HUNTINGTON – Three environmental groups have filed federal lawsuits against three coal companies, claiming the runoff from their mountaintop removal mining sites have polluted state waterways.
The lawsuits were filed March 13 in the U.S. District Court for the Southern District of West Virginia in Huntington by Ohio Valley Environmental Coalition, the Sierra Club and West Virginia Highlands Conservancy.
In two of the suits, the groups claim Alex Energy Inc. and Fola Coal Company LLC of contaminated water in tributaries of Twentymile Creek with sulfate and other harmful chemicals.
The third suit claims Consol of Kentucky’s Peg Fork mine discharges unlawful quantities of selenium into nearby streams, which violates the Clean Water Act.
Selenium is a naturally occurring element that surface mining can release into waterways. In humans, high-level exposure can damage the kidneys, liver and central nervous and circulatory systems, the groups say.
The claims against Alex and Fola are based on the same legal theory the two groups used to obtain a 2012 settlement against Fola, requiring it to cleanup another allegedly biologically impaired tributary — Boardtree Branch — in the Twentymile Creek watershed.
In both cases, the groups contend that the mining companies have violated West Virginia’s “narrative” water quality standards, which set general criteria for water quality, rather than “numeric” water quality standards, which set limits on the concentration of specific pollutants in water.
“Amazingly, at the same time that data show more and more streams impaired by coal mining, WVDEP is seeking to reduce the number of streams on the state’s impaired streams list,” said Jim Sconyers, Chapter Chair of the West Virginia Sierra Club. “Rather than forcing the mining companies to clean up the impaired streams, WVDEP is trying to redefine the meaning of impairment administratively so that it no longer exists while the EPA is taking a ‘cross your fingers and hope’ approach to mining pollution.”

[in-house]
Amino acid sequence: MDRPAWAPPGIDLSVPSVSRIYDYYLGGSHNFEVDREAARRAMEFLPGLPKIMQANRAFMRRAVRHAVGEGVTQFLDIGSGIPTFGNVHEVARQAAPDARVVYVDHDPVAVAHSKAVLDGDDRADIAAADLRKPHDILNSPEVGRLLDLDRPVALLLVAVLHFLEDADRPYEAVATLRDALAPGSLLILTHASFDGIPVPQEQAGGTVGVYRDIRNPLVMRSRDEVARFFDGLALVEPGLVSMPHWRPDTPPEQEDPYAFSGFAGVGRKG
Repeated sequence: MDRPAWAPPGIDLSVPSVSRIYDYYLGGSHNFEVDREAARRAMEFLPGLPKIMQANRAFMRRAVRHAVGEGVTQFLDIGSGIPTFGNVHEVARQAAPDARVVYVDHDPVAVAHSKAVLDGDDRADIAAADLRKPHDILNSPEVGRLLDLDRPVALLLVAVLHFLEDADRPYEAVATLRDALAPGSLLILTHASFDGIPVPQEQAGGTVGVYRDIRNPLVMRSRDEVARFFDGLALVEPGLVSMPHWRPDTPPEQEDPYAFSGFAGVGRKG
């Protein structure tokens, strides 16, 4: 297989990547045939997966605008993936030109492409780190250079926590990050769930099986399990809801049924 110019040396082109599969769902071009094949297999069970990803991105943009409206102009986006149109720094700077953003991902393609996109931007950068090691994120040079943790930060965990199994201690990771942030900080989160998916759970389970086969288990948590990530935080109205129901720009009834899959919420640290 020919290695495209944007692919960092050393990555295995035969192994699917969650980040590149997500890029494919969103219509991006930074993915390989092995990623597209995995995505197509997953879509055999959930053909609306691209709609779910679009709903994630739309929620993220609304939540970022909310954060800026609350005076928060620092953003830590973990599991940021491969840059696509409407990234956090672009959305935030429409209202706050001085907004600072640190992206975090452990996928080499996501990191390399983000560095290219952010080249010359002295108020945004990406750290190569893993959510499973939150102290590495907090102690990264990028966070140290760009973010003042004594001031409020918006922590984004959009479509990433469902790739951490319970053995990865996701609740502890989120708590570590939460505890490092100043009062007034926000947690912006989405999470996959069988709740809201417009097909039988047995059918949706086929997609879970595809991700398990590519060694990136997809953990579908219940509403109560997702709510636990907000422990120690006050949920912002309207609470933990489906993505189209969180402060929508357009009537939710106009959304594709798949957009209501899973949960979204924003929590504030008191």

Sconyers said groups like his have to do WVDEP’s job. A recent ruling by the Kanawha County Circuit Court ruled against the Sierra Club's challenge of a mining permit. The group had raised concerns over the streams around the mine.
“We can't allow these companies to keep poisoning our streams,” he said.
Cindy Rank of the West Virginia Highlands Conservancy said if mining in these areas is to continue, it must be done in a manner that does not further degrade the water in these streams
“It is important for people who live by and enjoy these streams and for the future of the state of West Virginia that greater care must be afforded to the waters we leave for our children and our children’s children,” Rank said.
A bill that is currently making its way through the state Legislature would allow the state Department of Environmental Protection to raise the allowable levels of selenium in lakes and streams and would also order a study to determine acceptable levels of selenium specific to the state, according to a report by The Associated Press.
The bill said the federal Environmental Protection Agency has been considering revising the selenium standards for several years, which raises questions about the usefulness of the current standards.
The EPA would have to approve the changes.
The groups, which have spent years suing coal companies over water pollution, also have threatened federal regulators with legal action if they do not rein in state regulators, the AP report says.
Jim Hecker at Public Justice in Washington, D.C. and Joe Lovett and Derek Teaney of Appalachian Mountain Advocates in Lewisburg are representing the plaintiffs against Alex and Fola. Lovett and Teaney also represent the plaintiffs in the suit against Consol.
The groups are seeking the courts to require the companies to abide by pollution regulations or the pay civil penalties up to $37,500 per day for each violation.
U.S. District Court for the Southern District of West Virginia in Huntington case numbers: 2:2013-cv-05005, 2:2013-cv-05006, 2:2013-cv-05008